“What Have You Been Doing All day?"
If you've ever been woken up first thing and thought Jesus Christ, a whole day at home with the baby then you are not alone.
I look forward to my 'days off' (ha!) when I am at work, and I absolutely love trips out with my little ray of sunshine, but an entire day at home with a baby (or toddler as mine is now) is a different kettle of fish altogether. A long, frustrating, cranky and quite often boring kettle of fish.
Yes, I said boring. That doesn't mean I find my son boring - far from it, he amazes me constantly. Whole days at home just us two, however, can be a real struggle. Not exactly how I had imagined them to be…
Firstly, I had naturally assumed my 'home days' would comfortably combine both childcare and domestic chores. Cleaning, tidying, phoning the bank/insurance company/tax office, cooking up batches of vegetables that would end up in the liquidiser. Though not an entirely foolish assumption, the logistics of actually doing anything productive when looking after a small person requires military organisation and precision (or Peppa Pig, on repeat).
The problem is, you feel guilty if you don't clean the house, but likewise feel guilty for cleaning the house when you are ultimately at home to look after your child. You also feel guilty for watching TV/bidding on bundles of baby clothes on eBay/calling a friend for a chat/reading a magazine/having a cup of tea (any activity that leaves your little one to their own devices for a minute or two). Yet inside you scream SURELY THESE WERE THE PERKS and feel cheated to find that actually, it's not always all that perky.
If you have ever tried to phone the mortgage company with a screaming toddler hanging on to your trousers or attempted to hoover only for your offspring to deliberately crush their crackers all over the carpet, then you will understand that a day at home is stressful. I must say 'for god's sake' at least fifty times a day. Usually accompanied by a sigh.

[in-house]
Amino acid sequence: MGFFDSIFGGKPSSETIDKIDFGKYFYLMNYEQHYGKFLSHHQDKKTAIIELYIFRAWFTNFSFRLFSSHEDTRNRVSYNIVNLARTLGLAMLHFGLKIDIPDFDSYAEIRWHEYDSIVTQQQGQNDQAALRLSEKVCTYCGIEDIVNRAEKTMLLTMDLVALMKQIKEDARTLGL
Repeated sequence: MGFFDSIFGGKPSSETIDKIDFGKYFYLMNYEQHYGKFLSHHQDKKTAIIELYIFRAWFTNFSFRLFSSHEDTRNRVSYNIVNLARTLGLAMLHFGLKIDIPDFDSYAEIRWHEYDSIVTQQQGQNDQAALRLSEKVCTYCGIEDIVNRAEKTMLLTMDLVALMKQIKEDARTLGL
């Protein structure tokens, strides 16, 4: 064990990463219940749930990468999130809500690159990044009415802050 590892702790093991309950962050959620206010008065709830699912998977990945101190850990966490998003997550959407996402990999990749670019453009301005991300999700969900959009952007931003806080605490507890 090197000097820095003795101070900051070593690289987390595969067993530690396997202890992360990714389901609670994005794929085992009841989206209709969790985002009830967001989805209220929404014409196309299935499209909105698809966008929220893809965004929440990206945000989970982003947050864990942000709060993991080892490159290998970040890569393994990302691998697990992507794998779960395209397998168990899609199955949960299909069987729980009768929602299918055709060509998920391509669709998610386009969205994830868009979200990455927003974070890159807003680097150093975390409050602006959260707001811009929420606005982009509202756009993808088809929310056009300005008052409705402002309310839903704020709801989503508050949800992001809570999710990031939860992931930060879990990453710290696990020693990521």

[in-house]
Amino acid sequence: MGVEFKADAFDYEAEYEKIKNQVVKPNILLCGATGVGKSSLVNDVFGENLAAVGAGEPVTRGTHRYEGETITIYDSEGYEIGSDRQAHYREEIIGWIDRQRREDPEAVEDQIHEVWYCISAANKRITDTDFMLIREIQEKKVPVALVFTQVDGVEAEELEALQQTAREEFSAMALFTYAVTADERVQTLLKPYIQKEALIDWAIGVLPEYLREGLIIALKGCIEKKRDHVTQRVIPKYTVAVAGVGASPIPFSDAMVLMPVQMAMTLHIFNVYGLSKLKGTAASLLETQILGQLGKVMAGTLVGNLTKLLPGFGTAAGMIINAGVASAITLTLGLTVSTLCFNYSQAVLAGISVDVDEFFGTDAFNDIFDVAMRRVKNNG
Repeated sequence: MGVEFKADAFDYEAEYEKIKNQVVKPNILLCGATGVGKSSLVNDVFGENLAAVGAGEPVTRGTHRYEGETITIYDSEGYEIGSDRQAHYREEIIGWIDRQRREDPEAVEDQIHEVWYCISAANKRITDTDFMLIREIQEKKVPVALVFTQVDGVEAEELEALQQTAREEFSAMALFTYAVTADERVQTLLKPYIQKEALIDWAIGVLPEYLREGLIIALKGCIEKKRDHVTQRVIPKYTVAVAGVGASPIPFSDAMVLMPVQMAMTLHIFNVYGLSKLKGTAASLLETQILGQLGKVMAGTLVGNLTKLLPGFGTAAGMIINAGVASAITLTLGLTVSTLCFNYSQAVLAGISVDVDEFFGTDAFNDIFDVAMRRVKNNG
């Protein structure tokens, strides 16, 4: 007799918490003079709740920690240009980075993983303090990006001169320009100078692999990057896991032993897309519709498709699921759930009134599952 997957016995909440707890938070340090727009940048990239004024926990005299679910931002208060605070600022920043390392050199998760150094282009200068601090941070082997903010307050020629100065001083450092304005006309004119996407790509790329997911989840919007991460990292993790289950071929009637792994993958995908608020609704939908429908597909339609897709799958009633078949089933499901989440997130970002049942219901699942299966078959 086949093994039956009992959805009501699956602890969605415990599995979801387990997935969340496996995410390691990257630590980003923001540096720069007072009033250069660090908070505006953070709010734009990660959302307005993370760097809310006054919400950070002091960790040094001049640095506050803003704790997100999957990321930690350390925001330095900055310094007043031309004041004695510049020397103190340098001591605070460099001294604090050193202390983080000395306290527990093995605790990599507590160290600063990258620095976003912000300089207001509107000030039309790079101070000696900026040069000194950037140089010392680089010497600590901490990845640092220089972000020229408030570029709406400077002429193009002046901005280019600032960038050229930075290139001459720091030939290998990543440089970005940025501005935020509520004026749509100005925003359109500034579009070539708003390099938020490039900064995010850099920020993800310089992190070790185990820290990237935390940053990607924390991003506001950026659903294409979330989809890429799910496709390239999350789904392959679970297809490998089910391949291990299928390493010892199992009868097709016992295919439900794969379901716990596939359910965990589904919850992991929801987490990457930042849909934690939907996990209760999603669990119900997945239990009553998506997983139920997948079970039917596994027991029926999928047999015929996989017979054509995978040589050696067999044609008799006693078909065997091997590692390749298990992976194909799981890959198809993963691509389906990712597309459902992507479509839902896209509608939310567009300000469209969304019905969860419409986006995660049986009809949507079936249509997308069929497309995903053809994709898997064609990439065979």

And then there's The Nap. I sometimes wonder if anybody else's entire level of success for the day is based on when and where their child chooses to have a snooze.
If it's at a convenient point in your day at home you can wash the dishes, get the sheets out - if he or she passes the expected half an hour you may even have time to treat yourself to This Morning with a cup of tea. Imagine! Usually, however, they fall asleep in the car/in the pushchair/at the Post Office/when the plumber has turned up/when you are expecting your Sainsbury's delivery - basically any time you are unable to take advantage of the nap. These are the NOWOs (Naps of Wasted Opportunity).
In all honesty, I tend to find that the best way to survive a day at home is to GO OUT. Go to the park, feed the ducks, brave the supermarket (though probably not to do the 'Big Shop').
The day goes quicker and the pair of you get less narky with each other. This does mean, however, that you may have left the breakfast dishes, neglected the washing and not phoned Direct Line so be prepared to face the 'what have you been doing all day?' line of questioning when your other half gets home. Mine wouldn't dare now ashe knows he'd have to face an hour by hour breakdown of my day which let's face it is not a massively exciting account.
Whatever you decide to do with your day I reckon it’s probably best to admit defeat that you can't be a nanny, a cook AND a cleaner
all at the same time.